Since periodontal disease is a chronic complex disease affecting 47% of the adult population in the United States,1 we know that treatment of the periodontium with an eye on oral-systemic links is an important focus. Proper nutrition should not be neglected as it plays an intricate role in the control of periodontal disease.
The good news is that a huge portion of the population is interested in preventing disease by using a nutrition-based approach. Many people want to avoid medications and decrease their risks of acquiring chronic diseases. The conversation about the benefits of nutrition when treating periodontal disease becomes a much easier task.
For dental professionals, understanding the mechanism of certain vitamins will help when explaining nutritional benefits. Having a short list of foods that the patient can acquire with such nutrients will also be helpful.
Vitamin D − The primary role of vitamin D is to maintain skeletal function and integrity. In addition, it plays a role in electrolyte reabsorption and immune system regulation.2
We get most of our vitamin D from the sun, and the secondary source is through dietary consumption. Vitamin D is synthesized in the skin when exposed to UV light. It is synthesized in the liver and kidneys with dietary consumption.
Some reports suggest that vitamin D deficiency is increasing. Contributing factors may include melanin in the skin, clothing, and increased use of sunscreen which all block UVB rays that produce vitamin D.2,3,4 Additional risk factors are malabsorption diseases, such as Crohn’s disease and celiac disease.2
Vitamin D has been shown to “affect the pathogenesis of periodontal disease via immunomodulation, increases bone mineral density, reduces bone resorption, and is important in fighting against agents that cause periodontal disease.”5 Good dietary sources for vitamin D are mushrooms, fatty fish, milk, cheese, egg yolks, and soy milk.
Never recommend a dietary supplement without the guidance of the patient’s physician. Vitamin D is a fat-soluble vitamin, which means there is a possibility of getting too much which would result in hypervitaminosis D.6 The symptoms of vitamin D toxicity, according to the Mayo Clinic, include “a buildup of calcium in your blood (hypercalcemia), which can cause nausea and vomiting, weakness, and frequent urination. Symptoms might progress to bone pain and kidney problems, such as the formation of calcium stones.”7
New studies in epigenetics have discovered several vitamin D receptor polymorphisms, one of which may play a role in periodontal disease.8 As the study of epigenetics progresses, clinicians may need to collaborate with medical doctors to choose the right treatment, home care, and nutritional counseling for these particular patients.
Vitamin C − When many people think of vitamin C deficiency, they think of scurvy. Symptoms of scurvy include swollen bleeding gums and loss of teeth.9 Vitamin C is also known as ascorbic acid; it is a water-soluble vitamin that is required for collagen synthesis. It also prevents damage from oxidative DNA because it is a ROS (reactive oxygen species) scavenger and plays a role in wound healing and certain immunological functions.10,11
Surprisingly, there are conflicting results from studies on the effects of vitamin C on periodontal disease. Some studies have not shown positive effects using vitamin C supplementation for treatment or prevention of periodontal disease. A review published in the Indian Journal of Applied Research states, “Although various infections and systemic diseases cause gingival bleeding, avitaminosis C does not cause commonly encountered periodontal disease, but it will aggravate the already established periodontitis. So, vitamin C should not be used for cure or prophylaxis of periodontitis in healthy well-nourished individuals.”12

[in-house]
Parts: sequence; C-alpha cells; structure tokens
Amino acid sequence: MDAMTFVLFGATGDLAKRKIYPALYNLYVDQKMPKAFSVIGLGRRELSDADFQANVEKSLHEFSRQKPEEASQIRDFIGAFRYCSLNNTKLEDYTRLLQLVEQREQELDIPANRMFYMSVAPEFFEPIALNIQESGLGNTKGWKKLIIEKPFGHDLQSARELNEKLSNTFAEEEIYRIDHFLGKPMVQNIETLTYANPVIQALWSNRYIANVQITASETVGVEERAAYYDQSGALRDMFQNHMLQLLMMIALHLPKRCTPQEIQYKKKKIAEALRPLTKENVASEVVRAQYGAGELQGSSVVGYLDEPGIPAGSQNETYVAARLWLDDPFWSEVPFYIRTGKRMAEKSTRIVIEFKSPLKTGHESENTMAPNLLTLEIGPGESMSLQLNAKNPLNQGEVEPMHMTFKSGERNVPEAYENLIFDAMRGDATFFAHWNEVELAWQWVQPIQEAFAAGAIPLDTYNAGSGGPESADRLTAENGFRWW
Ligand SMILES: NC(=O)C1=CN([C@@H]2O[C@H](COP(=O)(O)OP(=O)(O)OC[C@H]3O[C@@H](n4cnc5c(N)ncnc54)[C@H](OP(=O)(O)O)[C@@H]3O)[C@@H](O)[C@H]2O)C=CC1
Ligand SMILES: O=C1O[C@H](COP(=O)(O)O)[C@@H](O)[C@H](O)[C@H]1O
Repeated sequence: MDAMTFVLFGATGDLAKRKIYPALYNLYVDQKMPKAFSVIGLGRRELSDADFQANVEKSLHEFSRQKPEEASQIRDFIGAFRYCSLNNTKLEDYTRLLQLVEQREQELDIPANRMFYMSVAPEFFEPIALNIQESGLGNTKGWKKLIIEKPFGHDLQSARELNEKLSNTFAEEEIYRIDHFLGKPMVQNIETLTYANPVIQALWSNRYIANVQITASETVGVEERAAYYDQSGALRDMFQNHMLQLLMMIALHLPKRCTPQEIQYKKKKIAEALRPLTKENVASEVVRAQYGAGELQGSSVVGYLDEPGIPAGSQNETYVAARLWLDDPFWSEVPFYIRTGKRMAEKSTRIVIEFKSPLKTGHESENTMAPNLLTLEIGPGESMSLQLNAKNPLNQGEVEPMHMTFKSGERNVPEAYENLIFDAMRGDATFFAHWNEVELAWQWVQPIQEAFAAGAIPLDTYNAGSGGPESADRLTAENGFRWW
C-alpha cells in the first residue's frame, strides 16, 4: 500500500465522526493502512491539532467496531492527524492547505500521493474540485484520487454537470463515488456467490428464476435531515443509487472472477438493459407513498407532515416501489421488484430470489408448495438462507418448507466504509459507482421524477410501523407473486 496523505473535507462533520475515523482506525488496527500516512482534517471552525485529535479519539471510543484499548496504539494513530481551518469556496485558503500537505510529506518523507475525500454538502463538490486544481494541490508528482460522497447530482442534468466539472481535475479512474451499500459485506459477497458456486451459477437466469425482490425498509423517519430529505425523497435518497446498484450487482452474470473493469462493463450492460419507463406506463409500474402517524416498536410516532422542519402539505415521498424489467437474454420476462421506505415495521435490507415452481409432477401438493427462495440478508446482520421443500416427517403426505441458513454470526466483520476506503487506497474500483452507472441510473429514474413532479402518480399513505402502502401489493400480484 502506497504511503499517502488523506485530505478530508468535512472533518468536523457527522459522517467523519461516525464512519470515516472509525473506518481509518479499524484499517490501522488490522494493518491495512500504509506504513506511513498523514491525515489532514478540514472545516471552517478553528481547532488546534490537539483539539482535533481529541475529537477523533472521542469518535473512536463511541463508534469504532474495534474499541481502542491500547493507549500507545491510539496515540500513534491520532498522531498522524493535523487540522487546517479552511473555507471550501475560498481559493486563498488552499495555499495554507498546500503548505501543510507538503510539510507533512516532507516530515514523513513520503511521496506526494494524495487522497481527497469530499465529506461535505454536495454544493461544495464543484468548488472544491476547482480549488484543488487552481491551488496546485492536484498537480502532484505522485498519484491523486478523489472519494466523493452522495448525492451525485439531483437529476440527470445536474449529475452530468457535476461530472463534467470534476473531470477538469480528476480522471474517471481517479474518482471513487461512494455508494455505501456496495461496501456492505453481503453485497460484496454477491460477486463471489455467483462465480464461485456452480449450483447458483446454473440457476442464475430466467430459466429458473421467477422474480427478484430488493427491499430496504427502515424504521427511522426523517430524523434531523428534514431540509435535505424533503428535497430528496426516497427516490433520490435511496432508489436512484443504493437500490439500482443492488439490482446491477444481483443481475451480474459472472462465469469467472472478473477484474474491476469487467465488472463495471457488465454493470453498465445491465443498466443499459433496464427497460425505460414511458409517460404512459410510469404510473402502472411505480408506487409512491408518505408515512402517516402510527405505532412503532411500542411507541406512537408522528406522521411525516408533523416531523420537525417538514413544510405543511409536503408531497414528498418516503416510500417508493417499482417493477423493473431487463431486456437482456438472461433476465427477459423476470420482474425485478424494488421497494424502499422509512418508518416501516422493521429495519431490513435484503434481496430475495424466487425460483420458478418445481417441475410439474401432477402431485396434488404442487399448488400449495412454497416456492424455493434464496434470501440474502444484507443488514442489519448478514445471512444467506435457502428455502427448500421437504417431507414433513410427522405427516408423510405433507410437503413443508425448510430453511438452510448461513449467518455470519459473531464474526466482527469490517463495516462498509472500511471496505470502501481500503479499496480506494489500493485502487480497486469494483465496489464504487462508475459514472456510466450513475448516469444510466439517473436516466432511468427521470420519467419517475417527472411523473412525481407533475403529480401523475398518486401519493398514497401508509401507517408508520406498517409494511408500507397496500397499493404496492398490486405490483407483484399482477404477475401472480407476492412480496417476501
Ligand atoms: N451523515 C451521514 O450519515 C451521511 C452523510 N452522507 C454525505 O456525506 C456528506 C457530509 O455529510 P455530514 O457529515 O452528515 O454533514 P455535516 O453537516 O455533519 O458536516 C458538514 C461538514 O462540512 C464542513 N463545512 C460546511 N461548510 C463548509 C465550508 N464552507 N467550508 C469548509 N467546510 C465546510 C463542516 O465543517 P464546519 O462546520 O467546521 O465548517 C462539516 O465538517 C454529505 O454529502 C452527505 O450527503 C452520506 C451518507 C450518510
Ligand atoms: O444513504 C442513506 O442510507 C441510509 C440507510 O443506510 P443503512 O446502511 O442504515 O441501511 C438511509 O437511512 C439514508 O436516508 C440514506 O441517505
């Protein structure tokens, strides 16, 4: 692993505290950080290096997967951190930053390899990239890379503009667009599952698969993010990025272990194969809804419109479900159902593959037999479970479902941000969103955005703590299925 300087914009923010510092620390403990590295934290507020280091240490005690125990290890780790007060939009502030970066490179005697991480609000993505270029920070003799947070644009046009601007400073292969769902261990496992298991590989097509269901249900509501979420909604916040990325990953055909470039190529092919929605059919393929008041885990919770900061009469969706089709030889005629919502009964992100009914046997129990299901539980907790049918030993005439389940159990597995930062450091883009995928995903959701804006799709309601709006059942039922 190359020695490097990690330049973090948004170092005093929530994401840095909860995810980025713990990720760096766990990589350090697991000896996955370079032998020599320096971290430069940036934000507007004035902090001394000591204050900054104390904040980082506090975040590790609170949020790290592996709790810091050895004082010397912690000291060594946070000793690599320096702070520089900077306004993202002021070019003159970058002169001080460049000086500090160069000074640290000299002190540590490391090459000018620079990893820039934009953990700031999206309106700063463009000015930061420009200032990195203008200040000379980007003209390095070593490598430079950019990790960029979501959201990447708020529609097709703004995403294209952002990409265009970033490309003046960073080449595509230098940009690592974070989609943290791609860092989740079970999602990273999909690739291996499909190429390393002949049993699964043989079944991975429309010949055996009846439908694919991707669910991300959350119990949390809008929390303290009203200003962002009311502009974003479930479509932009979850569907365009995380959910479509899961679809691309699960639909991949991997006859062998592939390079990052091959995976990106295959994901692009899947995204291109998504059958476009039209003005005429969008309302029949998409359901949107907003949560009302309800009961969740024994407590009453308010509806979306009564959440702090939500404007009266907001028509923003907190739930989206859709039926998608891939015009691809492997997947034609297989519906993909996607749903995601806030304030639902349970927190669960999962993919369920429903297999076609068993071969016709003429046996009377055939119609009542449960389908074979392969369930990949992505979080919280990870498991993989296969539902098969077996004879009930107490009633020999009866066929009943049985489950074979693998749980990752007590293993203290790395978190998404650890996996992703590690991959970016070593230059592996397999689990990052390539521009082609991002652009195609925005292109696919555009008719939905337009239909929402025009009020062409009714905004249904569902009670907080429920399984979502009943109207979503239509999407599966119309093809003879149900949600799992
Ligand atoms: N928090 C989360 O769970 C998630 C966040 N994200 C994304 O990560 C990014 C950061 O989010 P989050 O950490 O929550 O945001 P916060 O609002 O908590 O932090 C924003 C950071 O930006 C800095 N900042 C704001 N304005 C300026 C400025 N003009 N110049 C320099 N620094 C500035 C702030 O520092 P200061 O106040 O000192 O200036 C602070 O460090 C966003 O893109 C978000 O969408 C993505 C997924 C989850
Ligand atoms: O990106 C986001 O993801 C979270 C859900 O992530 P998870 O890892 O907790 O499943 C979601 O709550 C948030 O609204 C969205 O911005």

However, other studies suggest vitamin C supplementation after periodontal therapy and to help implants osseointegrate after placement.10 Because vitamin C is a water-soluble vitamin, there is no risk of toxicity. What the body does not utilize will be excreted through urine-making supplements safe for recommendation.
Vitamin C deficiency is quite rare in developed countries. Good food sources of vitamin C include citrus fruit, kiwi, red and green peppers, broccoli, potatoes, cabbage, spinach, and strawberries.13
Vitamin B complex − Vitamin B complex is a combination of seven different B vitamins. Included in the combination are thiamine (B1), riboflavin (B2), niacin (B3), pantothenic acid (B5), pyridoxine (B6), biotin (B7 or B8), folic acid (B9), and cobalamin (B12). All B vitamins are water soluble; their primary function is cell metabolism, repair, and proliferation.
Oral manifestations of vitamin B deficiency include angular cheilitis and glossitis.10 Several studies have been done to assess a possible link between vitamin B deficiency and periodontal disease.
In one cohort study that followed 1,648 participants over a five-year period, it was determined that “vitamin B12 was inversely associated with changes in mean probing depth and mean CAL, and risk ratios of tooth loss over time.” The same study was unable to determine the mechanism by which vitamin B12 influenced probing depths and CAL. It was suggested that further studies be conducted to better understand the mechanism of the findings.14
Folic acid (B9) has also been shown to play a role in healing after periodontal treatment and flap surgery. Necrosis of the gingiva, periodontal ligament, and alveolar bone has been observed in animals with folic acid deficiency.15 Although the mechanism by which vitamin B complex assists in the healing process after periodontal surgery is not fully understood, the results from the studies indicate using a supplement or improving B vitamin intake through dietary sources is beneficial.
Dietary sources of B vitamins include peas, eggs, milk, fish, chicken, beef, broccoli, and leafy green vegetables.16
Vitamin K − Vitamin K is a fat-soluble vitamin, and it is a necessary component in blood clotting. It is also needed for proper bone metabolism. Compared to other fat-soluble vitamins, vitamin K is quickly metabolized, and very little vitamin K is found circulating in the blood.
Vitamin K is a cofactor in the proteins osteocalcin and periostin.18 Osteocalcin plays a major role in bone resorption and mineralization; periostin is vital in the hemostasis of periodontal ligaments.19,20 Recent studies hypothesize osteocalcin is more than just a protein used in bone metabolism, the correlation between osteocalcin and whole body metabolism has been identified.